From the latest edition of the Dunwoody Crier:
More delays, frustration at Chamblee High
Parents expressed anger, frustration and a lack of confidence in DeKalb County school officials at Thursday’s meeting to update construction plans for Chamblee Charter High School.
DeKalb communications chief, Walter Woods, broke several pieces of bad news: the completion of the academic wing has been pushed back yet another five months, from August 2013 to winter break December 2013-14, even though demolition permits were obtained in February, construction is not expected to begin until the end of the month, and a recent audit found that the $69 million dollar construction is estimated to be nearly $10 million over budget.
Parents said everyone was growing impatient. “We’ve had students in trailers for almost nine months and nothing’s been happening,” said Linda-Rogers-Williams. “It’s very frustrating for us and our teachers. It is not a good situation.”
Parents complained about the lack of communication. “The project has been put on hold and no one was notified,” said governance council member Belinda Wedgewood, who pointed out that different officials have appeared at each update meeting.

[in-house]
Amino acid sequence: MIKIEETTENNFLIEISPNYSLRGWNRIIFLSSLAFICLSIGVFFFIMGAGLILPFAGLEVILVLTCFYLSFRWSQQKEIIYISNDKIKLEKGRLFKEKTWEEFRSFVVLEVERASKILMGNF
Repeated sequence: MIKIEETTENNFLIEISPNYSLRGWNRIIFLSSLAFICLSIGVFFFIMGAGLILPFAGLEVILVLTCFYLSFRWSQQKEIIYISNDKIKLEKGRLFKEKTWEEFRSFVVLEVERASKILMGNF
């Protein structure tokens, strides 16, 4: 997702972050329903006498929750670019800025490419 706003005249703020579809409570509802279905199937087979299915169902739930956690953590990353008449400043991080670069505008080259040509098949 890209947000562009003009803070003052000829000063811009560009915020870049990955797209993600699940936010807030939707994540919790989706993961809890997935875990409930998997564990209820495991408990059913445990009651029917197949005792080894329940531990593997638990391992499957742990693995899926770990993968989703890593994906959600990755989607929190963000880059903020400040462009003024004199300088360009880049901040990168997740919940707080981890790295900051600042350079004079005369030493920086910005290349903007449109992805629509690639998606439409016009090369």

The sharpest criticism came from parent Leslie Marwitz, “We are totally frustrated. What have you people been doing? It’s unconscionable. You have a multi-billion dollar corporation and its in shambles. All we get is ‘we’ll get back to you.’”
Woods tried to reassure parents telling them, “It’s now my job to be the communications liaison. There should be no surprises. We should be completely transparent.” Woods gave parents both his email and cell phone number with a promise that going forward, the communications would improve.
DeKalb officials had a harder time explaining why construction had yet to start saying only that a meeting with the contractor to finalize the project would take place within the next two weeks.
“We have to proceed prudently, judiciously, but we can’t start prematurely,” said Woods.
DeKalb Planning Director Dan Drake confirmed that the school was nearly $10 million over budget because, as reported in last week’s Crier, the $3.5 million natatorium was not included, another $6 million will be spent to comply with the Davis-Bacon act governing union wages since federal bonds are being used, and there have been some additional increases in construction costs and interest payments.
Woods reassured parents that the school board is committed to finishing the school as planned but at least one parent said she did not have “a high level of confidence that that’s what we will see.”
School officials also confirmed that school lawyers are still sorting out whether the $36.5 million shortfall could be covered all or in part by moving some school construction projects from the last Special Local Option Sales Tax (SPLOST) project to the one just passed. Drake said lawyers had determined it is legal to move some projects, but which ones to move have not been finalized.